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The Acceptability of Faecal Microbiota Transplant for Anterior Resection Syndrome (AFFINITY) Study

1
Health Education and Improvement Wales, Nantgarw CF15 7QQ, UK
2
Cedar Healthcare Technology Research Centre, Cardiff Medicentre, Heath Park, Cardiff CF14 4UJ, UK
3
Department of Colorectal Surgery, University Hopsital of Wales, Heath Park, Cardiff, CF14 4XW, UK
*
Author to whom correspondence should be addressed.
Received: 28 May 2020 / Revised: 15 June 2020 / Accepted: 18 June 2020 / Published: 21 June 2020

Abstract

Low anterior resection syndrome (LARS) is recognised as disordered bowel function after rectal resection. Temporary ileostomy is associated with LARS and with reduced colonic bacteria. Faecal microbiota transplant (FMT) is the introduction of enteric bacteria from healthy donors into a patient’s gut. We hypothesise that FMT could improve bowel function after ileostomy reversal. We aim to determine whether FMT would be acceptable to patients. Patients who had undergone anterior resection in the previous two years across four sites were sent questionnaires. A group of patients were invited to a focus group to explore their views further. There were 98 eligible patients, of whom 40 responded (41%); 67% were male, median age was 67 (range 31–83) years, and 11 still had a stoma. Of those who had their stoma reversed, 52% had major LARS symptoms. Sixty-five percent thought the concept of FMT sounded effective and 70% were willing to try it. A healthy anonymous donor and FMT via enema were the most acceptable options to the respondents. Seven patients attended the focus group; 2 female, 5 male, mean age 66 (range 45–75) years. All patients thought FMT was acceptable but the word “faecal” made it less acceptable. All participants would consider entering a trial with FMT as a treatment option. The main concerns were safety and efficacy. The majority of patients who responded thought FMT was acceptable and were willing to try it as a potential treatment option.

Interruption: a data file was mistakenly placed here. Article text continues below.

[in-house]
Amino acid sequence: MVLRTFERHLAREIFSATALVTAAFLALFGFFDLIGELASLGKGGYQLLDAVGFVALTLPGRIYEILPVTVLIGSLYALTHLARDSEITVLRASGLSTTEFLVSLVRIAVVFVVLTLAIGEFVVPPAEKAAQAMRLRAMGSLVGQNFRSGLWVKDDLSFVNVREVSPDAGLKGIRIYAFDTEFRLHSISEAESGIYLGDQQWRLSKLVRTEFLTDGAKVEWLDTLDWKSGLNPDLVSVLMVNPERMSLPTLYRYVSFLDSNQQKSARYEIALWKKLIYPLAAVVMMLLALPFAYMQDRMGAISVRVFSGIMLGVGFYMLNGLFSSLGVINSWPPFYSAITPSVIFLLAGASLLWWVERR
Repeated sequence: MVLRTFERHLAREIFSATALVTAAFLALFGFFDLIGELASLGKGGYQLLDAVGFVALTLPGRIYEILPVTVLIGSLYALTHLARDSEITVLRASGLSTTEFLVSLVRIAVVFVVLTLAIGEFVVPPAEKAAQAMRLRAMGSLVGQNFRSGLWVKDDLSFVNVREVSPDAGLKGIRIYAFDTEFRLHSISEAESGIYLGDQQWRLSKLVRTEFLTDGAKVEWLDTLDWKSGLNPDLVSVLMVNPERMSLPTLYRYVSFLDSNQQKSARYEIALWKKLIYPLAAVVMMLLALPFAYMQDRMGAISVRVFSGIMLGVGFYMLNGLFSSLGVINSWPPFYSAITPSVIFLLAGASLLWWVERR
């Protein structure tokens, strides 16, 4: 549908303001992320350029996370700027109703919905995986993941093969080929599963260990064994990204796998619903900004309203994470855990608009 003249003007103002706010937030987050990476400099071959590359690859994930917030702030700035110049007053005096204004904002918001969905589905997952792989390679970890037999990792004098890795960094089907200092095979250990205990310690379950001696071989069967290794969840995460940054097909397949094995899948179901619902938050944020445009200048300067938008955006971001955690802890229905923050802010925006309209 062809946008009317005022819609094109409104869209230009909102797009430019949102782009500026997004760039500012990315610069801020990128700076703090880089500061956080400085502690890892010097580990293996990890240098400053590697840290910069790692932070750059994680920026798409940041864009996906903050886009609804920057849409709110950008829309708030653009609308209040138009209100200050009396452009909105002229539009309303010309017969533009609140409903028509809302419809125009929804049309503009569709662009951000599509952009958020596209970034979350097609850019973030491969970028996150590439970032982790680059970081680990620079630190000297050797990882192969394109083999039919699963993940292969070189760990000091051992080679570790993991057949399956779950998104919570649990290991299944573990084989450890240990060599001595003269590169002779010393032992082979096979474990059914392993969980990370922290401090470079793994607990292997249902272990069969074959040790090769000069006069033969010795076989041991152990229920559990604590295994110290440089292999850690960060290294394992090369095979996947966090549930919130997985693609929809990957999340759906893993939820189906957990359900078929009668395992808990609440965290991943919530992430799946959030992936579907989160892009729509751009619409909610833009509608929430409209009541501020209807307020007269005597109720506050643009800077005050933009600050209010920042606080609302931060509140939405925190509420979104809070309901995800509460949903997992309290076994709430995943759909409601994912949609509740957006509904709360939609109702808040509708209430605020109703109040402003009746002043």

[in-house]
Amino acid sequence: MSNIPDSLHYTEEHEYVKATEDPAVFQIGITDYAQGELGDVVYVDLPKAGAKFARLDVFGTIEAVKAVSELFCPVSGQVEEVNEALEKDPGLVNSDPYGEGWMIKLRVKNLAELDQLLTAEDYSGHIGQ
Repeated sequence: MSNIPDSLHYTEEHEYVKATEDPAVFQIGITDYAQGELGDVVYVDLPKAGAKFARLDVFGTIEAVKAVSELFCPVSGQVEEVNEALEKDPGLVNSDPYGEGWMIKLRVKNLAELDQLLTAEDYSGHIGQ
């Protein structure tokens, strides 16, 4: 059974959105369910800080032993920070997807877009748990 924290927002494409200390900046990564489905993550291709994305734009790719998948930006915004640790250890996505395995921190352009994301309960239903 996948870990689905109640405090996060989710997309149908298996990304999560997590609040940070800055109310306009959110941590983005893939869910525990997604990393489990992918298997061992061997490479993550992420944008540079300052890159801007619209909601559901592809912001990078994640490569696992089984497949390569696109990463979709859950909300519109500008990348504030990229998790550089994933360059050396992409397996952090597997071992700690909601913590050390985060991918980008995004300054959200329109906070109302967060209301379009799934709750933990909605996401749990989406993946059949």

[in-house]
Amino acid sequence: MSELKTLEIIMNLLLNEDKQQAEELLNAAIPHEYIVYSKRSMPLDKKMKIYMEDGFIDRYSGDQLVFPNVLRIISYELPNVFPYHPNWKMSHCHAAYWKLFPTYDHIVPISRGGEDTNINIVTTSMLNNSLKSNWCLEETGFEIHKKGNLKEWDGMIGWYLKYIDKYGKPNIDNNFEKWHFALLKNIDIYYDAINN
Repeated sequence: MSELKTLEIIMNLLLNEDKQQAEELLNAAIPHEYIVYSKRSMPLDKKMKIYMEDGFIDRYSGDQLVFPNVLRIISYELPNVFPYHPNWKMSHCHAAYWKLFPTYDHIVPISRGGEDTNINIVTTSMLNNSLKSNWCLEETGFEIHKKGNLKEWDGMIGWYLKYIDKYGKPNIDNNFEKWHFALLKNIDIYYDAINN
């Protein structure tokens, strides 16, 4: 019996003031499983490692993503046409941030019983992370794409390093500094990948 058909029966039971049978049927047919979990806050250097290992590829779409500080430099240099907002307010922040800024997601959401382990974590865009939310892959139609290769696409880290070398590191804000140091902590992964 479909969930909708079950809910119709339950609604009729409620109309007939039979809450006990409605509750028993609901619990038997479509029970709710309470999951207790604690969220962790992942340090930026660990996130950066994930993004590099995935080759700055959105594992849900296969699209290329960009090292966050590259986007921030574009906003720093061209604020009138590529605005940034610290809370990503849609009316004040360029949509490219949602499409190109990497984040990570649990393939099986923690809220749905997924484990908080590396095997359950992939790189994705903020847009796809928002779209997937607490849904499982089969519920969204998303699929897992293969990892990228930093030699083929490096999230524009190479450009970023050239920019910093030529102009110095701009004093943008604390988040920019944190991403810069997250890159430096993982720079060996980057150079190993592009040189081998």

Keywords: faecal microbiota transplant; anterior resection; ileostomy; LARS faecal microbiota transplant; anterior resection; ileostomy; LARS

1. Introduction

Colorectal cancer is the fourth most common cancer in the UK with over 42,000 new diagnoses per year. The five-year survival rate is currently around 60% [1]. Surgical resection with curative intent is the primary treatment for most patients. Whilst more patients are avoiding a permanent stoma by having an anterior resection for rectal tumours, there is a trade-off for patients in terms of their quality of life due to impaired bowel function [2].
The use of a temporary ileostomy to cover a pelvic anastomosis following anterior resection for a mid to low anastomosis is now considered standard practice for most colorectal surgeons in the UK following the publication of the 2007 ACPGBI Management of Colorectal Cancer Guidelines [3]. The use of a temporary ileostomy reduces the mortality associated with an anastomotic leak [4] but although these stomas are intended to be temporary, recent national bowel cancer audit data reports that only 65% are reversed within 18 months [5].
Increasing awareness amongst clinicians of the cluster of bowel symptoms that can follow after rectal cancer surgery and the development of the LARS score from the group in Arhus, Denmark [6], has led to the use of the term LARS (Low Anterior Resection Syndrome).
The aetiology of LARS is thought to be multifactorial, with the potential of sphincter injury during the construction of the anastomosis, alterations in anorectal physiology and the development of a pudendal neuropathy [7]. The presence of a temporary ileostomy is associated with anterior resection syndrome [8,9]. This may reflect a lower anastomosis, use of neoadjuvant radiotherapy and prolonged inactivity of the pelvic floor. However, a study by Son et al. (2013) suggested that bowel dysfunction after stoma reversal may be related to diversion colitis. This study of 30 patients undergoing low anterior resection and temporary ileostomy creation found that all patients had inflammation (endoscopically and histologically) prior to stoma reversal with 57% having inflammation after reversal. Thirty percent of these patients had symptoms of diarrhoea after reversal and this was significantly associated with severity of diversion colitis [10]. Another study which compared patients with and without a stoma after surgery for rectal cancer demonstrated a significant reduction in colonic bacteria in those with an ileostomy. They also found that the severity of diversion colitis was associated with the presence of Bifidobacterium [11].